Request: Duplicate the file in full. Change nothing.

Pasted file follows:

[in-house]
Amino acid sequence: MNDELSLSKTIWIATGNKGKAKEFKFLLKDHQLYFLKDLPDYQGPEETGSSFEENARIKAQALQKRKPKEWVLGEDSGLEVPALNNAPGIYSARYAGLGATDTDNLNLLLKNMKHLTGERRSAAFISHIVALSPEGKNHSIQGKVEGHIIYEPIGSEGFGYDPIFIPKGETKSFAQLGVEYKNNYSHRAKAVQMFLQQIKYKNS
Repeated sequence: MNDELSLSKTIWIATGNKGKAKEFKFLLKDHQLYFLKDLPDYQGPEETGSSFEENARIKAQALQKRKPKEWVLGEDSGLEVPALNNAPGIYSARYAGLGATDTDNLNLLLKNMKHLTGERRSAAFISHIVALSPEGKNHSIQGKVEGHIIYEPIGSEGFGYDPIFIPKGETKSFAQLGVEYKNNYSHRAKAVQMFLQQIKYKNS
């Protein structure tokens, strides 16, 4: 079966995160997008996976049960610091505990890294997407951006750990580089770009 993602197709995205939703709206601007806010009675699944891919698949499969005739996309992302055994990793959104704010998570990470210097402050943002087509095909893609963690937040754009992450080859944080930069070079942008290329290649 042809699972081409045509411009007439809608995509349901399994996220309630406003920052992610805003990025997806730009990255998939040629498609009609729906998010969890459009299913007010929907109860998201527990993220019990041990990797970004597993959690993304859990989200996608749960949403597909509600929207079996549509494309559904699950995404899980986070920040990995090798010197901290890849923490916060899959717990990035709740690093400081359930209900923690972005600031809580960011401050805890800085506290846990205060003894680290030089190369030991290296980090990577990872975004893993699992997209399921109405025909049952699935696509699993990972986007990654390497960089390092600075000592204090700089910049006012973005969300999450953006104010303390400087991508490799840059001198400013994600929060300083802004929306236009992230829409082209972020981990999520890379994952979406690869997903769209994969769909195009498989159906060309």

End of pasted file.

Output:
[in-house]
Amino acid sequence: MNDELSLSKTIWIATGNKGKAKEFKFLLKDHQLYFLKDLPDYQGPEETGSSFEENARIKAQALQKRKPKEWVLGEDSGLEVPALNNAPGIYSARYAGLGATDTDNLNLLLKNMKHLTGERRSAAFISHIVALSPEGKNHSIQGKVEGHIIYEPIGSEGFGYDPIFIPKGETKSFAQLGVEYKNNYSHRAKAVQMFLQQIKYKNS
Repeated sequence: MNDELSLSKTIWIATGNKGKAKEFKFLLKDHQLYFLKDLPDYQGPEETGSSFEENARIKAQALQKRKPKEWVLGEDSGLEVPALNNAPGIYSARYAGLGATDTDNLNLLLKNMKHLTGERRSAAFISHIVALSPEGKNHSIQGKVEGHIIYEPIGSEGFGYDPIFIPKGETKSFAQLGVEYKNNYSHRAKAVQMFLQQIKYKNS
């Protein structure tokens, strides 16, 4: 079966995160997008996976049960610091505990890294997407951006750990580089770009 993602197709995205939703709206601007806010009675699944891919698949499969005739996309992302055994990793959104704010998570990470210097402050943002087509095909893609963690937040754009992450080859944080930069070079942008290329290649 042809699972081409045509411009007439809608995509349901399994996220309630406003920052992610805003990025997806730009990255998939040629498609009609729906998010969890459009299913007010929907109860998201527990993220019990041990990797970004597993959690993304859990989200996608749960949403597909509600929207079996549509494309559904699950995404899980986070920040990995090798010197901290890849923490916060899959717990990035709740690093400081359930209900923690972005600031809580960011401050805890800085506290846990205060003894680290030089190369030991290296980090990577990872975004893993699992997209399921109405025909049952699935696509699993990972986007990654390497960089390092600075000592204090700089910049006012973005969300999450953006104010303390400087991508490799840059001198400013994600929060300083802004929306236009992230829409082209972020981990999520890379994952979406690869997903769209994969769909195009498989159906060309």